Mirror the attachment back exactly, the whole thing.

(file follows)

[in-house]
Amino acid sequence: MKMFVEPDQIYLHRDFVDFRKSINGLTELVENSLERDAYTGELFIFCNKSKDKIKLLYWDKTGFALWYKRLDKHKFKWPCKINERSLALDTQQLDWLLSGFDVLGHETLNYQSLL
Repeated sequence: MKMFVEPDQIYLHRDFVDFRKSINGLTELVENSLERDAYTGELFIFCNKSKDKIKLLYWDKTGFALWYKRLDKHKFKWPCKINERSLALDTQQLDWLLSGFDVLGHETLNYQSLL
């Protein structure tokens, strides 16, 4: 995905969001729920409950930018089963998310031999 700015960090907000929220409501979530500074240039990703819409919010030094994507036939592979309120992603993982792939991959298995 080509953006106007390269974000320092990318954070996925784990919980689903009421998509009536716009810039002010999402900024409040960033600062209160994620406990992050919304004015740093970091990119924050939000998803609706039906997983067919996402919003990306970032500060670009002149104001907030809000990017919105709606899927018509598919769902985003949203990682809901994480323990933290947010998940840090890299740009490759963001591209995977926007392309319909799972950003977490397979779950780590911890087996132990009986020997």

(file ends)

[in-house]
Amino acid sequence: MKMFVEPDQIYLHRDFVDFRKSINGLTELVENSLERDAYTGELFIFCNKSKDKIKLLYWDKTGFALWYKRLDKHKFKWPCKINERSLALDTQQLDWLLSGFDVLGHETLNYQSLL
Repeated sequence: MKMFVEPDQIYLHRDFVDFRKSINGLTELVENSLERDAYTGELFIFCNKSKDKIKLLYWDKTGFALWYKRLDKHKFKWPCKINERSLALDTQQLDWLLSGFDVLGHETLNYQSLL
């Protein structure tokens, strides 16, 4: 995905969001729920409950930018089963998310031999 700015960090907000929220409501979530500074240039990703819409919010030094994507036939592979309120992603993982792939991959298995 080509953006106007390269974000320092990318954070996925784990919980689903009421998509009536716009810039002010999402900024409040960033600062209160994620406990992050919304004015740093970091990119924050939000998803609706039906997983067919996402919003990306970032500060670009002149104001907030809000990017919105709606899927018509598919769902985003949203990682809901994480323990933290947010998940840090890299740009490759963001591209995977926007392309319909799972950003977490397979779950780590911890087996132990009986020997």